Flamebait vs Bait - What's the difference?

flamebait | bait | Derived terms |

Flamebait is a derived term of bait.


As nouns the difference between flamebait and bait

is that flamebait is (internet slang) content in an online forum, such as a newsgroup, with the intent of provoking anger, resulting in flames and sometimes flamewars while bait is any substance, especially food, used in catching fish, or other animals, by alluring them to a hook, snare, trap, or net.

As a verb bait is

to attract with bait; to entice or bait can be to set dogs on (an animal etc) to bite or worry; to attack with dogs, especially for sport or bait can be (obsolete|intransitive) to flap the wings; to flutter as if to fly; or to hover, as a hawk when she stoops to her prey.

flamebait

English

Noun

(-)
  • (Internet slang) Content in an online forum, such as a newsgroup, with the intent of provoking anger, resulting in flames and sometimes flamewars.
  • bait

    English

    Etymology 1

    From (etyl) bait, beite, from (etyl) .

    Noun

    (en noun)
  • Any substance, especially food, used in catching fish, or other animals, by alluring them to a hook, snare, trap, or net.
  • Food containing poison or a harmful additive to kill animals that are pests.
  • Anything which allures; a lure; enticement; temptation.
  • (Fairfax)
  • A portion of food or drink, as a refreshment taken on a journey; also, a stop for rest and refreshment.
  • A light or hasty luncheon.
  • Usage notes
    Used in Geordie dialect of English to denote your lunch at work as opposed to other meals. Also used in East Anglian dialect of English to denote a small meal taken mid-morning while farming, and in the North of England to denote a snack taken by miners to eat while working.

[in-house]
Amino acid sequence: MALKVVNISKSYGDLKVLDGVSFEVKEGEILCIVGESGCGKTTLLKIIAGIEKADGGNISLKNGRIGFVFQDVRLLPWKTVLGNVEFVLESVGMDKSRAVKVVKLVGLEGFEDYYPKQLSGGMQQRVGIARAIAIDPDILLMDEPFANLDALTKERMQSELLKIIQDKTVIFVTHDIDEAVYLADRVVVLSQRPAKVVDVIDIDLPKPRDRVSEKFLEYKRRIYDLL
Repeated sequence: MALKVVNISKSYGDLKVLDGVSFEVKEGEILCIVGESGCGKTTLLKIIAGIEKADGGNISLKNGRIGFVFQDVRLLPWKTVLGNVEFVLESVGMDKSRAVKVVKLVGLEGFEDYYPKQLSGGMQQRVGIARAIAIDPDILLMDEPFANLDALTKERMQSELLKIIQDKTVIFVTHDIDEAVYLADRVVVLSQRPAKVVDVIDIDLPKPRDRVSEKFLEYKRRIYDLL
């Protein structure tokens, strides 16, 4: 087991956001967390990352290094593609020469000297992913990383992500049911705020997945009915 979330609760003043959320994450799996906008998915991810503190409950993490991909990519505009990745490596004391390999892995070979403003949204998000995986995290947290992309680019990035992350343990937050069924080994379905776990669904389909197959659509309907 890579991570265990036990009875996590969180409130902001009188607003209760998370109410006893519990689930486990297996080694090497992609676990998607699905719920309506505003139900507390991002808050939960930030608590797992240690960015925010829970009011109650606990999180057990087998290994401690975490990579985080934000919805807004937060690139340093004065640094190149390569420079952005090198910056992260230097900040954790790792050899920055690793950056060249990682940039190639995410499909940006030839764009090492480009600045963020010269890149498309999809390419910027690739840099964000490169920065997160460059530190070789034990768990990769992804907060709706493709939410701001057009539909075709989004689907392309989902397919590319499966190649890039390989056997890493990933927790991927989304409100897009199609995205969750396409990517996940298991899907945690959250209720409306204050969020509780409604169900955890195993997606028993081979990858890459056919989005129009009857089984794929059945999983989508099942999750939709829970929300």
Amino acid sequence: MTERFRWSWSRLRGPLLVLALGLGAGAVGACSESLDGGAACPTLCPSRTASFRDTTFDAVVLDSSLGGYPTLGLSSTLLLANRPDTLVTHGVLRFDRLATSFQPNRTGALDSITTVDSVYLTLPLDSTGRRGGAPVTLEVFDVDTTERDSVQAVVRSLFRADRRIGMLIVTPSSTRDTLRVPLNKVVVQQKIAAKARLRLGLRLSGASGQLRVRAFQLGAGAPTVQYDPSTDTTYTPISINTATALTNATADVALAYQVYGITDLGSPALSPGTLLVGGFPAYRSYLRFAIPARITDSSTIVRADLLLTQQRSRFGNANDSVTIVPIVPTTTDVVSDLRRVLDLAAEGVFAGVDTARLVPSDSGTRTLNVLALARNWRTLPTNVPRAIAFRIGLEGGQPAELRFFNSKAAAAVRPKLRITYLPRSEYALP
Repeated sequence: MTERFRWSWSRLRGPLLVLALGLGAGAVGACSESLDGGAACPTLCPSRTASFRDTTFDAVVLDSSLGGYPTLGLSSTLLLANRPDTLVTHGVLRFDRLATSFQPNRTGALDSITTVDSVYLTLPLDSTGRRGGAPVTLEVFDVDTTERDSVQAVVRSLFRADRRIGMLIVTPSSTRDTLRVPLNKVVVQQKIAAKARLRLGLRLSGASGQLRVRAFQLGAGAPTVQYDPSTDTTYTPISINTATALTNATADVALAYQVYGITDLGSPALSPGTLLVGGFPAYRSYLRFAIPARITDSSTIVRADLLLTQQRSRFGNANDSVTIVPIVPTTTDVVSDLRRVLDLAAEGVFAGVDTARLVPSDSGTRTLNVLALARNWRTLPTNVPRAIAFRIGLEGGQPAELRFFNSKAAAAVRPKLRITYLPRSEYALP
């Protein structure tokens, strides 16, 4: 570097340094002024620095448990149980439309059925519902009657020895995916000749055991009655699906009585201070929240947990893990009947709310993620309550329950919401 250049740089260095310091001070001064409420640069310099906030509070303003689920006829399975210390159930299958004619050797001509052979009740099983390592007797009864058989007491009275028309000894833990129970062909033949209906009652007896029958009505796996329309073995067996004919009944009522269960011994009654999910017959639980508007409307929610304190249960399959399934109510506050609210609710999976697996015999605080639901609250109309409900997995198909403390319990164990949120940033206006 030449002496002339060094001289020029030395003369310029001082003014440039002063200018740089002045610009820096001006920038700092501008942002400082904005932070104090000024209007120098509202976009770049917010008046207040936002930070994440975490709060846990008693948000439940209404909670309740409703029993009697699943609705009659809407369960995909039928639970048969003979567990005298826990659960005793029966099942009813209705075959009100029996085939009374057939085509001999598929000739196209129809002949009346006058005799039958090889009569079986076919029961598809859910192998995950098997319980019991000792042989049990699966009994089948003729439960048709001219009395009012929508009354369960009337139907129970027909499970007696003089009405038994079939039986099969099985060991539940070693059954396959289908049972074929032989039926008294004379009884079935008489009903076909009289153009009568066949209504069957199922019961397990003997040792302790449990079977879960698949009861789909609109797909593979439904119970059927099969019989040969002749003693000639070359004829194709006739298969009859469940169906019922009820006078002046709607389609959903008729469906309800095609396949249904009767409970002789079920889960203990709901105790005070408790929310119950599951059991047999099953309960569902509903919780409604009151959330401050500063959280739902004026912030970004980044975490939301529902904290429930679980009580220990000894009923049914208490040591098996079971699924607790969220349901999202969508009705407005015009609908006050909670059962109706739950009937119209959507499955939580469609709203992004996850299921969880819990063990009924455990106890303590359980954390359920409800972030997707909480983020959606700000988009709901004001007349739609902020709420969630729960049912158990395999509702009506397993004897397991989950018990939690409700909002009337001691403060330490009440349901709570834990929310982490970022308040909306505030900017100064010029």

Derived terms
    * baiting * flamebait * jailbait * shark bait
    References
    * * * * *

    Verb

    (en verb)
  • To attract with bait; to entice.
  • To affix bait to a trap or a fishing hook or fishing line.
  • * Washington Irving
  • a crooked pin bailed with a vile earthworm
    Usage notes
    * This verb is sometimes confused in writing with the rare verb (bate), which is pronounced identically; in particular, the expression (with bated breath) is frequently misspelled *(term) by writers unfamiliar with the verb (bate).

    Etymology 2

    From (etyl) baiten, beiten, from (etyl) .

    Verb

    (en verb)
  • To set dogs on (an animal etc.) to bite or worry; to attack with dogs, especially for sport.
  • :to bait''' a bear with dogs;  to '''bait a bull
  • To intentionally annoy, torment, or threaten by constant rebukes or threats; to harass.
  • To feed and water (a horse or other animal), especially during a journey.
  • *, Bk.V, Ch.ix:
  • *:And than they com into a lowe medow that was full of swete floures, and there thes noble knyghtes bayted her horses.
  • Of a horse or other animal: to take food, especially during a journey.
  • *, II.22:
  • *:King Cyrus , that he might more speedily receave news from al parts of his Empire (which was of exceeding great length), would needs have it tried how far a horse could in a day goe outright without baiting , at which distance he caused stations to be set up, and men to have fresh horses ready for al such as came to him.
  • To stop to take a portion of food and drink for refreshment during a journey.
  • *Milton
  • *:Evil news rides post, while good news baits .
  • *Evelyn
  • *:My lord's coach conveyed me to Bury, and thence baiting at Newmarket.
  • See also
    *

    Etymology 3

    (etyl) battre de l'aile'' or ''des ailes , to flap or flutter.

    Verb

    (en verb)
  • (obsolete) To flap the wings; to flutter as if to fly; or to hover, as a hawk when she stoops to her prey.
  • * Shakespeare
  • Kites that bait and beat.

    Anagrams

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